Wuthering Heights: Artistic License Taken Too Far?

     In today's society, it is usually taken as a fact that the book is almost always better than the movie. When one mentions that one is going to see a movie adaptation, people generally caution that the "book is always better."

     I had read Emily Brontė's 1847 Wuthering Heights once, when I was in the sixth grade. I found myself totally confused and did not know what to think about the book at all. My teacher suggested that I read it again, but I refused. I did not feel like trying to analyze the book again at that time. Perhaps I was too young to fully grasp the complexities of the book.

     When it came time to read the book and the screenplay, and to see the movie, I thought that I would be fine. I had never seen the movie and only vaguely remembered the book as a somewhat disturbing ghost story. However, when the time came to re-read the book, I only found myself more confused. I re-read it again; and, though that did clarify some things that I had missed the first time around, I found that I had ambivalent feelings about the book. I found the plot incredibly complex, and the characters, well, mind-boggling! Were people really this sad?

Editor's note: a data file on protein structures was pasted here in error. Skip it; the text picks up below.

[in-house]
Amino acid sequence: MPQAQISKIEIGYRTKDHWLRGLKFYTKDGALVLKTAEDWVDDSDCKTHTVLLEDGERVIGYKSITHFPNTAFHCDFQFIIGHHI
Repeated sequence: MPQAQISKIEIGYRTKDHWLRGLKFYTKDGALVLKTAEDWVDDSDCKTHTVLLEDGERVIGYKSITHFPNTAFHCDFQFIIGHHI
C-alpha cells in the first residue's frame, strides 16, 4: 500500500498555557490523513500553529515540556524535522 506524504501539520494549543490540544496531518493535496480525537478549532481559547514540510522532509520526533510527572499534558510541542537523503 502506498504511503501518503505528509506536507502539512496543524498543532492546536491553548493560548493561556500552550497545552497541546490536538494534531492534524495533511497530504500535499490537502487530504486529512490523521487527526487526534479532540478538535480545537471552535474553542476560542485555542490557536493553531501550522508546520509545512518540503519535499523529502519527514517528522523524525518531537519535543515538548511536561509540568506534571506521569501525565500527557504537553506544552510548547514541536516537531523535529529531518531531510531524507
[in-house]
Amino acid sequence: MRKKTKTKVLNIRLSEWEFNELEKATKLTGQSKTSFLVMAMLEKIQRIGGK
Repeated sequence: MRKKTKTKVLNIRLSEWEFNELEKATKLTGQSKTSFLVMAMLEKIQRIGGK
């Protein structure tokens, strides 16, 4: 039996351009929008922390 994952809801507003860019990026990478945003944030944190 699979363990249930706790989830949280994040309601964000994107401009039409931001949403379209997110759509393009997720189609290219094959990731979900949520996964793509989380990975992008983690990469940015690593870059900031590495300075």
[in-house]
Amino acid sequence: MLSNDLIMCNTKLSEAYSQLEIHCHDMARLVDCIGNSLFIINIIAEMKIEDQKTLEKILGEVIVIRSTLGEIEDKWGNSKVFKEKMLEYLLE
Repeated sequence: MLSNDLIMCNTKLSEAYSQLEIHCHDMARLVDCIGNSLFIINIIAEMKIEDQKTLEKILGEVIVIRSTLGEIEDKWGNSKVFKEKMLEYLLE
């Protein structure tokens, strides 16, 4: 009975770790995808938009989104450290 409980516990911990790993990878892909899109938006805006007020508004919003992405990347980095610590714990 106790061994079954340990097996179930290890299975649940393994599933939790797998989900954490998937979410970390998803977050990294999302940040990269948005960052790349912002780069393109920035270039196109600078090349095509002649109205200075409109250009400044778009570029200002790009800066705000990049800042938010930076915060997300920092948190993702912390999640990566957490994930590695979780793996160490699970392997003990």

I was almost relieved when it came time to read the 1938 screenplay by Ben Hecht and Charles MacArthur, and to see William Wyler's 1939 adaptation of the book. Perhaps I would find some clarity...or not. As I began to read the screenplay, my mind began to point out difference after difference. How come Heathcliff was not as "rotten?" He has been toned down! So has Catherine! What happened to baby Catherine?--and Linton? Where did everyone go?

      And then there was the movie. I am quite sure that Emily Brontė would have spun in her grave had she heard about the movie, much less seen it. I think that it was the worst movie adaptation that I have ever seen! The characters, especially Cathy and Heathcliff, as played by Merle Oberon and Laurence Olivier, were tamed down to the point of making them downright pathetic, characters were missing, details were cut from the book, giant mutant heather was threatening to take over the set, among other things. And the final scene?--poor Emily must have been doing back flips!

     I must admit that I have learned a lesson. Apparently the movie's film makers decided to exercise their artistic license and make the movie "better." Or perhaps they thought that the audiences would not tolerate the raw emotion that is so prevalent in the book. I expected too much from a movie adaptation and got what I deserved. Perhaps it was the case because Wuthering Heights has been regarded as one of the best books ever written?

Sarah Fuchs

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